Visionaries: William McDonough

William McDonough highlights the wastefulness and environmental impacts of modern design and manufacturing and proposes a whole rethink of the process.
Imagine buildings that make oxygen, sequester carbon, distil water, change with the seasons, and are beautiful.

His vision, spelled out in the book Cradle to Cradle, written with chemist Michael Braungart, is a manifesto for ecologically intelligent design and requires nothing less than a paradigm shift.

While many attempts at ‘greening’ design aim only to substitute bad chemicals with less bad chemicals and to fulfil the ‘reduce, reuse, recycle’ mantra, McDonough argues such concepts only perpetuate the ‘cradle-to-grave’ manufacturing model in which waste and pollution are considered inevitable. The ‘cradle to cradle’ concept questions why industry must damage the natural world at all. Why stop at cleaner indoor air quality and not aim for homes that clean the air? Why not produce chemicals that make nutrients, not waste?

‘Imagine,’ he writes in Industry and Environment, a UNEP publication, ‘buildings that make oxygen, sequester carbon, fix nitrogen, distil water, provide habitat for… species, accrue solar energy as fuel, build soil, create microclimate, change with the seasons, and are beautiful.'

Good design, for McDonough, anticipates design evolution. ‘Designs today must anticipate change and constantly improve over time,’ he says. Instead of waste, products must have ‘nutrients’, whether biological (t-shirts that go back to the soil) or technical (a chair that can be recycled 200 times).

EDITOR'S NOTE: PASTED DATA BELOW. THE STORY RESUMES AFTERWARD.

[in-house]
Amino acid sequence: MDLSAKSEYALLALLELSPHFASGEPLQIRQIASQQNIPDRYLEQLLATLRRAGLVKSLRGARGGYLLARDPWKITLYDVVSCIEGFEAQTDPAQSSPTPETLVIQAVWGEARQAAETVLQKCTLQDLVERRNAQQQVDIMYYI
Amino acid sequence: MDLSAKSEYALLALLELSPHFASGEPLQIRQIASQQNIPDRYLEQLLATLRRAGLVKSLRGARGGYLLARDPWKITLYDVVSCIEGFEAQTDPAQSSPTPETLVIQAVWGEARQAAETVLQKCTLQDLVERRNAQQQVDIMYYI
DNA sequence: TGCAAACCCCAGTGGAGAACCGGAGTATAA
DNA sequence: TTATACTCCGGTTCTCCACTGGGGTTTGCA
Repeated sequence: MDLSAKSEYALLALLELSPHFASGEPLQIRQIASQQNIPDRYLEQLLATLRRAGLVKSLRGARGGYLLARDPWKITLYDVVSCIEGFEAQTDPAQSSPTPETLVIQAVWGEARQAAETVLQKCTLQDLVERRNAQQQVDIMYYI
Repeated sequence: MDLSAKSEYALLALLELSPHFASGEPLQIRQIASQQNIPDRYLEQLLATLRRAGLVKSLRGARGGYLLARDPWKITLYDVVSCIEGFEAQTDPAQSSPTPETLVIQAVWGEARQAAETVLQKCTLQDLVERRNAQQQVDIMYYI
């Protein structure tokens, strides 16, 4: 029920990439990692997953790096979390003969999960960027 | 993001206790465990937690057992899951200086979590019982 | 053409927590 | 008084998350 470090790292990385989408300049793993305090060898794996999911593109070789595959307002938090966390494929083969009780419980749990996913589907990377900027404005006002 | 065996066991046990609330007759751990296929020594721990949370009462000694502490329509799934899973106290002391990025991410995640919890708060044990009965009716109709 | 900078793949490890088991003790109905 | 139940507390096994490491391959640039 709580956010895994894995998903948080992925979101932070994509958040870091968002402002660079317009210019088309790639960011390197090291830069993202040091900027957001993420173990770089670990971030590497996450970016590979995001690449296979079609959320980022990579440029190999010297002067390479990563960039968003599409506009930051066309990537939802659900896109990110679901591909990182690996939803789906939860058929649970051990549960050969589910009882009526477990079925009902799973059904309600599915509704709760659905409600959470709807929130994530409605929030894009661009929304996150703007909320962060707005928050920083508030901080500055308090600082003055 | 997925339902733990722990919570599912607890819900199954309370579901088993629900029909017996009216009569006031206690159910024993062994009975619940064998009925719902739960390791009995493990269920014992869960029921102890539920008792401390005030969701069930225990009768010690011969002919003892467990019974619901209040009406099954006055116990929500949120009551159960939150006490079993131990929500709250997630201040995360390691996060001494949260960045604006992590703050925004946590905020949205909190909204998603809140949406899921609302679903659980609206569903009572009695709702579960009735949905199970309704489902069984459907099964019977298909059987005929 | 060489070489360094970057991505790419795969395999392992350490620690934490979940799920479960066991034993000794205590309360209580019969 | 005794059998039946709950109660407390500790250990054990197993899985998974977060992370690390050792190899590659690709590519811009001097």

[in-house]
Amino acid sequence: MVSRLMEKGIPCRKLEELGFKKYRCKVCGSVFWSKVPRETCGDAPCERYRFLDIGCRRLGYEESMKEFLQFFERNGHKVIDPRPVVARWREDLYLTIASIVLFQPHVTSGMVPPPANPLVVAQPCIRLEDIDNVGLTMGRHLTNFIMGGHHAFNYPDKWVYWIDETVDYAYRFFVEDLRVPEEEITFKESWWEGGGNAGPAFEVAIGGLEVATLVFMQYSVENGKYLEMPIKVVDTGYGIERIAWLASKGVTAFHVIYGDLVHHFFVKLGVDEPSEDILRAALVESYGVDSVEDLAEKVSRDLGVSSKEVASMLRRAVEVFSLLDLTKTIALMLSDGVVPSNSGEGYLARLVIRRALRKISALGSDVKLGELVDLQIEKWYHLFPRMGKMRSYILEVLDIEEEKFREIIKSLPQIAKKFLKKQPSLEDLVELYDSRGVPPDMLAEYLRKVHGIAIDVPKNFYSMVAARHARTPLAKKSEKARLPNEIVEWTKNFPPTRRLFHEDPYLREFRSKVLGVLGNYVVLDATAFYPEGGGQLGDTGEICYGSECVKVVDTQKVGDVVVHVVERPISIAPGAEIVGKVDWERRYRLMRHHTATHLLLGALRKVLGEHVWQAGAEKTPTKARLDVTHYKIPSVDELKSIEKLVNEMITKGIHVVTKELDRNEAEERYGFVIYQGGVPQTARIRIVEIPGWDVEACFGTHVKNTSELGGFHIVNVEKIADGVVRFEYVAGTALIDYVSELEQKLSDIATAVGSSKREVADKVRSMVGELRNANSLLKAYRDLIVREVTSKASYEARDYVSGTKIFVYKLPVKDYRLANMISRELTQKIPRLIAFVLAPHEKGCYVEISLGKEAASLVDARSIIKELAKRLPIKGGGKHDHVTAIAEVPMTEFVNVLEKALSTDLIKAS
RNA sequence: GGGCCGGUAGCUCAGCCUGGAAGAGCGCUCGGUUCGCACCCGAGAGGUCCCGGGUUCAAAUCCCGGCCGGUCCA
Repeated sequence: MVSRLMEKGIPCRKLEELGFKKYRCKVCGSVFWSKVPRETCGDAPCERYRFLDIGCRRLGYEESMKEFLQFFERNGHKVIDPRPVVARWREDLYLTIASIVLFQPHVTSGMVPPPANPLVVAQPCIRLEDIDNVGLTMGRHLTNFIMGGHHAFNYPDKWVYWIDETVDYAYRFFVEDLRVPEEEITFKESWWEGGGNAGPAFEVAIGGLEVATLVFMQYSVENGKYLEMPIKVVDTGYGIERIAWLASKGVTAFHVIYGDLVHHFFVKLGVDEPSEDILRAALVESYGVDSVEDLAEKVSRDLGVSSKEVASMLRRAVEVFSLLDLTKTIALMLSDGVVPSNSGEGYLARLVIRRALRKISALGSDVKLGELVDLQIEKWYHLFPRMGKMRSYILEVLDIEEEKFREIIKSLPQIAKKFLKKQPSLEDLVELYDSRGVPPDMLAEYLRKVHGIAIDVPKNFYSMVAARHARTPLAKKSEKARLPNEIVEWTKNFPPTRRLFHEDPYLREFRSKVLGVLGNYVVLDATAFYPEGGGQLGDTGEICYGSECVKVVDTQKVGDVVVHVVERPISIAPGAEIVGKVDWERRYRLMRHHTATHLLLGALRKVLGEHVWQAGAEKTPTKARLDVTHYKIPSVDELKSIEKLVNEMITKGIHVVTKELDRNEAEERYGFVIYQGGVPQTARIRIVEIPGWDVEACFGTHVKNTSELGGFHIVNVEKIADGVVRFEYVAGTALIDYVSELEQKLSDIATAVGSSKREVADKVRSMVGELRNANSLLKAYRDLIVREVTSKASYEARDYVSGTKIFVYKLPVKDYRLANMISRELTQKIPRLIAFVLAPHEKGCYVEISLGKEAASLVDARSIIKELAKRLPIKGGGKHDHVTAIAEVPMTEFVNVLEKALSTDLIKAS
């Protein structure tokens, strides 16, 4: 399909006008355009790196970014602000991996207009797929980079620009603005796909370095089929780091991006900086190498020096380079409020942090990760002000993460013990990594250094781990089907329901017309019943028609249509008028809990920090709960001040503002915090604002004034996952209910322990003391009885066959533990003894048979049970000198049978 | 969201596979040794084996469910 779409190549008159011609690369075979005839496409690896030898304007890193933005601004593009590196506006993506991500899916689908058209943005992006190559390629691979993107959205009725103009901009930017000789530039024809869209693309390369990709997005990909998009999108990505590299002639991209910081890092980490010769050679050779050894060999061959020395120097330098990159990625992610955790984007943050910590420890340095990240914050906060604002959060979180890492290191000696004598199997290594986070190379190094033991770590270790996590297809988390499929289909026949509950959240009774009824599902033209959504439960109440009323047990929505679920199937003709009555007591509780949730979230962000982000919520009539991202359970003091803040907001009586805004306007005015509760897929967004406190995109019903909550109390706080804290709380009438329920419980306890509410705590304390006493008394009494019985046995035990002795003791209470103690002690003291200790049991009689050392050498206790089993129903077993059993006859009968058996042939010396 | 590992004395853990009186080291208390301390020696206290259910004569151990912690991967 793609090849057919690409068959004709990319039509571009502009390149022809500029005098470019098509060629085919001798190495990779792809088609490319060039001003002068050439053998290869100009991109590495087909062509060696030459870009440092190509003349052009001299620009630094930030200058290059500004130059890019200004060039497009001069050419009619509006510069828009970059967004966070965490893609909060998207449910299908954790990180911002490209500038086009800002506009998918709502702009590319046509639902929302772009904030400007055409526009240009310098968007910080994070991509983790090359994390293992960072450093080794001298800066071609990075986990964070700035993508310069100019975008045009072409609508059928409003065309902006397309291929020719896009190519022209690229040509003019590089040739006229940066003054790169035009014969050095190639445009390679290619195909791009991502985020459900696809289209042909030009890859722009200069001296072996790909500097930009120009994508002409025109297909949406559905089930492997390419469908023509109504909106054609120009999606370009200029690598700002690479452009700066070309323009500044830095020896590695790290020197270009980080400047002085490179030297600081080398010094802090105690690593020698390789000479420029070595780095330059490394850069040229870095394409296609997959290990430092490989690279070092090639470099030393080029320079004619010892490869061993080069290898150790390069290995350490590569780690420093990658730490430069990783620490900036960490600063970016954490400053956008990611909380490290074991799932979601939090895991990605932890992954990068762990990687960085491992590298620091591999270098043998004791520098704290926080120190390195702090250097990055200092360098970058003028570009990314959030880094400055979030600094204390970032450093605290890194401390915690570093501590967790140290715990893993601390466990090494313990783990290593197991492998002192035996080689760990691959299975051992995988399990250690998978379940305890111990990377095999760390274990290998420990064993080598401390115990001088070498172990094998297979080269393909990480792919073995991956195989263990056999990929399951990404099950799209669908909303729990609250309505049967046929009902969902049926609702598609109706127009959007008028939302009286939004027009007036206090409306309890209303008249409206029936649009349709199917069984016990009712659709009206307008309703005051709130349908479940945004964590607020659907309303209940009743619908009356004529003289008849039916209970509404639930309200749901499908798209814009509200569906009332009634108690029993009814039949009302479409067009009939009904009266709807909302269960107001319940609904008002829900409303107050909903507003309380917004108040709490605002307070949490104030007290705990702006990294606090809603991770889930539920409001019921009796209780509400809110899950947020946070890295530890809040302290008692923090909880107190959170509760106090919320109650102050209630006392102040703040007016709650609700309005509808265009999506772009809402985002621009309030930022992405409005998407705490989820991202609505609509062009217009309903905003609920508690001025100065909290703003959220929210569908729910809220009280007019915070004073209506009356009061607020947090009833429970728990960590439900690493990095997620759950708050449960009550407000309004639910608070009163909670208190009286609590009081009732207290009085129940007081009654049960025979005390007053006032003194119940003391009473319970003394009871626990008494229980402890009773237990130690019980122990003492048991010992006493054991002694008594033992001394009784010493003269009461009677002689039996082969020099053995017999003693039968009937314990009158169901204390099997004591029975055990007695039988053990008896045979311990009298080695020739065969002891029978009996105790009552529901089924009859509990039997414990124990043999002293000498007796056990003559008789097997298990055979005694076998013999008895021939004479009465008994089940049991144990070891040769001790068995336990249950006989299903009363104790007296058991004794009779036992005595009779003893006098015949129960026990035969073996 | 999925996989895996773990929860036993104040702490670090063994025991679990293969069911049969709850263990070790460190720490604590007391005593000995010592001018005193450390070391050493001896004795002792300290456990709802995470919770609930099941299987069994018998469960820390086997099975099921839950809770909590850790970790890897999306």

In making the cradle-to-cradle vision a reality, McDonough, through his Virginia-based architectural firm William McDonough and Partners, has worked on civic, corporate, residential, cultural, institutional, academic projects with some of the world’s leading corporations and institutions.

Design firm MBDC, founded with Braungart in 1995, pioneered a certification process that validates products’ quality, performance and ecological intelligence. It has brought to market certified baby products, building materials, textile products and insulation. While there have been many successes, ecologically intelligent design requires a huge shift in the way we do things, and the concept’s viability – and to a certain extent McDonough’s work – has attracted controversy.

Successful design, he says, is about how ‘a project lives within and connects to its community and ecosystem; how it provides for the health and wellbeing of those who work or live or play there. [It is] based on natural principles: does this place seek to eliminate the concept of waste? Does it rely on renewable energy flows… celebrate diversity?’

Some 80 per cent of a product’s environmental impact is decided at the design stage. The vast majority of designers and manufacturers are not held accountable for the impact of their products. In a culture that privatises profit and socialises risk, McDonough’s vision could go a long way to setting this balance right.

Cradle to Cradle: Remaking the way we make things (Vintage, £8.99)


To read more about the other nine visionaries click on thier link below:

Introduction (Society), Ann Pettifor (Finance),

Derek Gow (Conservation), Carolyn Steel (Urban design), 

Peter Lipman (Transport), Polly Higgins (Law),

Jimmie Hepburn (Agriculture), Bill Drayton (Business),

George Marshall (Energy), Duane Elgin (Consumerism).

More from this author